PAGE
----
By Ian Onions, Political Editor
MORE than £1 million of council tax payers’ money is spent each year in the Bristol area on road resurfacing which can melt in hot weather.
Hundreds of roads and streets are sprayed with wet tar and covered with chippings in an annual programme of highway maintenance.
But in some cases the tar melts and residents walk the sticky chippings into their homes, causing damage to carpets and floors.
In Bristol last year, 102 roads were re-dressed at a cost of £355,000. This year, the council is expecting to do the same with 87 roads, costing about £325,000.
In South Gloucestershire, the council has spent about £456,000 while North Somerset, the cost is about £200,000.
A North Somerset spokeswoman said that most of their surface dressing was carried out in rural areas, not in towns and residential streets.
She said: “We don’t tend to use this form of road repair very much because we don’t feel it stands up to the turning movements of cars.
“We use it more in rural areas where cars are not turning their wheels so much.”
She said the sum of £200,000 should be seen in the context of nearly £5 million spent by the council on highway maintenance each year.
The annual cost of resurfacing has been condemned by Bristol campaigner Antony Jefferies who is fighting for compensation after he claimed his new carpets were ruined at his home in Norton Road, Knowle.
He said: “This is just a sheer waste of money.
“I just don’t understand why they bothered to do it in my road as they have made it worse than it was. It was perfectly all right, they should have left it alone.”
Mr Jefferies, 51, says the council should pay him the £1,300 cost of replacing the carpets after walking sticky chippings into his home. He is also claiming £544 for a new windscreen because a chipping was lodged behind the windscreen wiper which caused a large semi-circular scratch.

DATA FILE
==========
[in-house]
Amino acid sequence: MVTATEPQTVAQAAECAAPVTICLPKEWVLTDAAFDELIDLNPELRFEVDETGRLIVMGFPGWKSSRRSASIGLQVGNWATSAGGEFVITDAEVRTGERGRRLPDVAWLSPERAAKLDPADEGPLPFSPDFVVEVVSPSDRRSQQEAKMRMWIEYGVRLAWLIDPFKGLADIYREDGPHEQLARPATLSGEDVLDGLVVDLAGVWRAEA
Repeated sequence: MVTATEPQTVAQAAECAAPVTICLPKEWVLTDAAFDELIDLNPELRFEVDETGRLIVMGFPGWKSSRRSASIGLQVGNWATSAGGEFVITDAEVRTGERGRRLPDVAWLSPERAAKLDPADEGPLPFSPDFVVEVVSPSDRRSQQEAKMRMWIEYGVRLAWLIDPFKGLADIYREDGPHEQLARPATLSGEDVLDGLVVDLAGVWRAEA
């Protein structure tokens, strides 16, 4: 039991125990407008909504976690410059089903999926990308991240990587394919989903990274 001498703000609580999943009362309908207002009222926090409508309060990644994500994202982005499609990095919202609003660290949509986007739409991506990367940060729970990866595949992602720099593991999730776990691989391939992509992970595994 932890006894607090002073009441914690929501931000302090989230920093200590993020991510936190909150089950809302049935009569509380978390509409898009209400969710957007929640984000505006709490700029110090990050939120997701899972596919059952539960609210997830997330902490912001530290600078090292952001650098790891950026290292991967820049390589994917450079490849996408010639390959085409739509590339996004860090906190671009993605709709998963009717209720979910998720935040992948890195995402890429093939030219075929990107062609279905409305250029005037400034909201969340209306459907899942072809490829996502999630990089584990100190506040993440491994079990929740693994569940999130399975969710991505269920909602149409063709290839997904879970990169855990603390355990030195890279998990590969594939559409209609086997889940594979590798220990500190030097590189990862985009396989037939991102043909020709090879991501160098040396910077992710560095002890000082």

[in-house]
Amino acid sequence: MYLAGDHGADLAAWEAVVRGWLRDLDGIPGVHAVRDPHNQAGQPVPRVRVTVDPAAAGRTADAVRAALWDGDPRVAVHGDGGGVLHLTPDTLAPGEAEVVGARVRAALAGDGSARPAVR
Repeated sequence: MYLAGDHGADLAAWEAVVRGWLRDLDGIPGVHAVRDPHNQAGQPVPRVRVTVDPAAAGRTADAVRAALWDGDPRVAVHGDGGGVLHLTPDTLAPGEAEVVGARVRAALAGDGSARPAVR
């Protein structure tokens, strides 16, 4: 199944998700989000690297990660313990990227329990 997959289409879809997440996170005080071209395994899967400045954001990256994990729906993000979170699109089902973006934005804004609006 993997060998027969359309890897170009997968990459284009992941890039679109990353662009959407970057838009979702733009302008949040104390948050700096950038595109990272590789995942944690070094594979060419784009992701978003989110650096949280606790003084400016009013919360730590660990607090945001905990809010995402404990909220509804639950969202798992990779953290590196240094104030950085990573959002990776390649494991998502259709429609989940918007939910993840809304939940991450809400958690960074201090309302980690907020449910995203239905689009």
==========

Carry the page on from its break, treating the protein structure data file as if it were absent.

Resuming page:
He has won the support of former city lord mayor Chris Davies who lives in the same road.
Councillor Davies, who represents Knowle ward, has taken up the issue with the council and demanded a site inspection.
Tory leader Councillor Peter Abraham said: “This kind of resurfacing is one of the most hated things that the council does.
“But if it is not done, then the road surface deteriorates and costs more in the long run to repair. It’s important that the work is carried out properly and, if not, then residents should let us know.”
Residents in Downend, which lies in South Gloucestershire, have mounted a petition for their road to be resurfaced after a similar problem.
The residents in Downend Park Road are fed up with walking chippings into their homes, too.
A similar process of spraying wet tar and spreading chippings was carried out last year.
But they say the problem will only be resolved by resurfacing the road again.
The AA has defended the practice of resurfacing by saying that it makes the roads safer.
An AA spokesman said: “If the roads are not properly maintained, then the surface can become slippery and vehicles are more liable to skid which can cause an accident.”